From arias to isobars, how a devastating vocal collapse gave Scotland our favourite weather presenter, Edinburgh's Judith Ralston

Come rain or shine, you can rely on Edinburgh's Judith Ralston to keep you right when it comes to the weather.

Friday, 19th March 2021, 12:30 pm
Updated Friday, 19th March 2021, 6:34 pm
Judith Ralston, BBC weather presenter.

Brought up in the Shandon, Trinity and the Joppa areas of the Capital, the 52-year-old has become BBC Scotland's Queen of the Isobars, regularly popping up on radio and television.

However, as a child it was on a career in music that Judith set her sights, writes Liam Rudden.

It was while attending St Cuthbert's Primary that Judith's love of music first surfaced.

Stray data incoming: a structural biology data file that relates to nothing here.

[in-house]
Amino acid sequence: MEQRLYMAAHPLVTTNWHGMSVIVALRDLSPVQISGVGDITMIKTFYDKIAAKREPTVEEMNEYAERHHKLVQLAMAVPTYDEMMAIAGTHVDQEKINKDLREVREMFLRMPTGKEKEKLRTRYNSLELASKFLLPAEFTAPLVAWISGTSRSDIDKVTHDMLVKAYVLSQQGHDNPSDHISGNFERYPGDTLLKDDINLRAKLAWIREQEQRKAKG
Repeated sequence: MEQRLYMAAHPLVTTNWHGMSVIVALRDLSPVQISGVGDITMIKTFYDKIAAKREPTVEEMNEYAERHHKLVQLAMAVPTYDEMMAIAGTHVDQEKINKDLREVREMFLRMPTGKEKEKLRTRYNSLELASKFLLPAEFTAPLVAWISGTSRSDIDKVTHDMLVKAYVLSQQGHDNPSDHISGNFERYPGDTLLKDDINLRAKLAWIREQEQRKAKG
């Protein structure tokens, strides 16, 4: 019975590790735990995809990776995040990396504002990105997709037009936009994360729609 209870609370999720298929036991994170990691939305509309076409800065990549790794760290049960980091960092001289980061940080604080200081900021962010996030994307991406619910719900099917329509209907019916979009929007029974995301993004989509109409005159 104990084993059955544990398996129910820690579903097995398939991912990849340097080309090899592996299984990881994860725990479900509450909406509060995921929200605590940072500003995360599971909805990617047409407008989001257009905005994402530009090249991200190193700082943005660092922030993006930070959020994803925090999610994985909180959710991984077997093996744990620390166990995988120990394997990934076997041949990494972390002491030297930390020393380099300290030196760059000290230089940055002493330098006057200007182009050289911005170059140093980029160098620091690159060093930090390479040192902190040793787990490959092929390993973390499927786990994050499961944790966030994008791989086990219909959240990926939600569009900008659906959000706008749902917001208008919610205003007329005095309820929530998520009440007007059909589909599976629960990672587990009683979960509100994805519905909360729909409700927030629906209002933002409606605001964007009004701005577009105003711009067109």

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Judith Ralton at St Cuthbert's, where she discovered her love of music

"The best thing about my interest in music came through a normal primary school education," she says, explaining, "This very dapper teacher came and tested us when we were six. Those who were musical were allowed to start violin lessons but we already had a very healthy music class at primary. We all sang in harmony and if you are musical, that is just the best way to learn. I just loved it."

Her talent was spotted early, but it would be a trip to the Playhouse that would cement her desire to explore the world of opera.

She explains, "At St Cuthbert's, the headmistress Miss Dunn used to sit at the piano and warble her way through hymns... I’d mimic her and when I was 10 a teacher heard me and said, 'You sound like an opera singer.' That was the moment I knew I wanted to perform, not acting, but something to do with singing. However, my epiphany happened at 15, when I saw my first opera at the Playhouse."

By now a pupil at St Augustine's, that opera was Scottish Opera’s La Boheme, Judith watched spellbound from “the gods”..

Judith Ralston's first publicity shot as an opera singer